A fact-check investigation by The ICIR shows that contrary to the victory claim by the Nigerian president against the Boko Haram insurgents, “the fight is still ongoing,” according to the nation’s Army chief, General Tukur Buratai.

A news report published on Monday, June 8 on Daily Trust website quoted Buratai as saying that “The fight is still ongoing and over 1,429 Boko Haram terrorists have been neutralised and we have arrested over 166 Boko Haram terrorists informants, their spies, couriers on logistics and their coordinators in the villages, the towns and even the forest.”

Nigeria’s Army chief, General Tukur Buratai.

Buratai disclosed this on Monday at the Presidential Villa, Abuja, while speaking with journalists on his two months’ sojourn in the theatre of war (North East) after briefing President Buhari.

“So, this is a tremendous achievement, our intelligence corps along with the Department of State Services and of course our good friends the civilian Joint Task Force (CJTF), have worked very hard to see that this is achieved and I assure you that things will continue to improve as the days go by,” the Army chief added.

Media reports within the week indicated that Boko Haram insurgents were still in control of several villages and remote areas especially in Abadam, Damboa, Guzamala, Gubio, Bama, Konduga and Mafa local government areas of Borno state, from where they launched deadly attacks on other parts of the state.

Though no recent attack was reported in Yobe and Adamawa as of June 11, 2020, the insurgents’ attack on Dapchi, headquarters of Bursari local government in Yobe state on May 18, 2020 still leaves some residents displaced, as the attackers set fire on the palace of Dapchi District head, media reports noted.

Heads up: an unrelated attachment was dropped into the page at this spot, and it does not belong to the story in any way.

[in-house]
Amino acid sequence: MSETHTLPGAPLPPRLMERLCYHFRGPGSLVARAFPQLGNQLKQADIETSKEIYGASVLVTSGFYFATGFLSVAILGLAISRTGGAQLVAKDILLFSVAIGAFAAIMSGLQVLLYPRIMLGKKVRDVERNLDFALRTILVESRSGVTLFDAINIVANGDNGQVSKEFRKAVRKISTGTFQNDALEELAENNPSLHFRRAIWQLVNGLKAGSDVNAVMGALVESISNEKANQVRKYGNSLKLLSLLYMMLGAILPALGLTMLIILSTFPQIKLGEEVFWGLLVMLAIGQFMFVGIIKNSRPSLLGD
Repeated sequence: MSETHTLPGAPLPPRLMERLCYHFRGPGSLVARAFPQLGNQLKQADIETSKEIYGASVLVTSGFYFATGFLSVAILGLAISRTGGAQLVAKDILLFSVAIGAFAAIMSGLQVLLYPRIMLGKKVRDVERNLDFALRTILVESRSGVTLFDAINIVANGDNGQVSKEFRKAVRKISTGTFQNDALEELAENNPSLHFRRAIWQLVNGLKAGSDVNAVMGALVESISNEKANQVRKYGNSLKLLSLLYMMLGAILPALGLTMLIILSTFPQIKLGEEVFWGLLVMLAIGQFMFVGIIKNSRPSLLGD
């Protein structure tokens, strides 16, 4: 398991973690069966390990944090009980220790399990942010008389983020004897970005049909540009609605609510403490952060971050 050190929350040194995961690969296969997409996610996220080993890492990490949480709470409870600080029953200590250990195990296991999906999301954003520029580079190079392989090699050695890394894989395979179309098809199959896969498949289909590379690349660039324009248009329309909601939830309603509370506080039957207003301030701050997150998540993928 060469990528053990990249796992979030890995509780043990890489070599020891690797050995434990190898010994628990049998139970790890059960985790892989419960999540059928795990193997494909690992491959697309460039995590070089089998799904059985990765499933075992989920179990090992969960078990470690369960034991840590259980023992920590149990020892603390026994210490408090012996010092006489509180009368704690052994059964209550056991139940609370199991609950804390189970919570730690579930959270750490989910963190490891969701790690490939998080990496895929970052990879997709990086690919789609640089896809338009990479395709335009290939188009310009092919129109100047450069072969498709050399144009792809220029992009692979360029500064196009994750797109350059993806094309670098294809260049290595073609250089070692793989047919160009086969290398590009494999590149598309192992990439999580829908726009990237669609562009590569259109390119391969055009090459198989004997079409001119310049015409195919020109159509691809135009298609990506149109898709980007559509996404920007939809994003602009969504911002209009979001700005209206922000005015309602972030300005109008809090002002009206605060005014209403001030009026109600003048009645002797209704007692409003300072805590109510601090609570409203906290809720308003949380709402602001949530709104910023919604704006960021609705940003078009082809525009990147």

On Tuesday, 69 persons were killed and seven others abducted by the Boko Haram insurgents at Foduma Kolomaiya village, in Gubio local government area of Borno state, but the state governor, Professor Babagana Zulum, on Wednesday confirmed that 81 civilians were buried following the attack, media reports stated.

“It is the most deadly attack in recent times. The location of the village made rescue mission a bit difficult. Many people were killed and others missing because the attackers waylaid the village in broad daylight, surrounded it and opened fire,” a source told Daily Trust.

Similarly, six Nigerian soldiers were killed while 45 others were declared missing during an attack by insurgents on a military base in northeast Nigeria on Saturday, June 6, the AFP news agency reported.

It said insurgents from the Islamic State West Africa Province (ISWAP) in trucks equipped with machine guns, attacked the Auno base, 25 kilometres from Maiduguri, Borno’s capital.

“We lost six soldiers in the attacks which the terrorists launched around 6:30 pm (1730 GMT), on Saturday,” a military officer told AFP. “A search is ongoing for 45 soldiers who are still unaccounted for but we assume they escaped during the attack and are yet to return,” the second source said. Auno lies on a 120-kilometre highway linking Maiduguri and Damaturu in neighbouring Yobe state. The area has been repeatedly targeted by militants who attack troops and abduct motorists at bogus checkpoints.

Also, a weekly report by the Nigeria Security Tracker, published on the Council on Foreign Relations (CFR) website also revealed fighting between Boko Haram insurgents and the Nigerian military in two of the three north-eastern states, as they battle for control of the areas.



On May 26, Nigerian troops killed seventy-five Boko Haram militants in Bama, Borno, it said.

It listed incidence of violence related to the Boko Haram insurgency from May 30 to June 5 as follows:

May 30: Boko Haram killed two in Askira/Uba, Borno.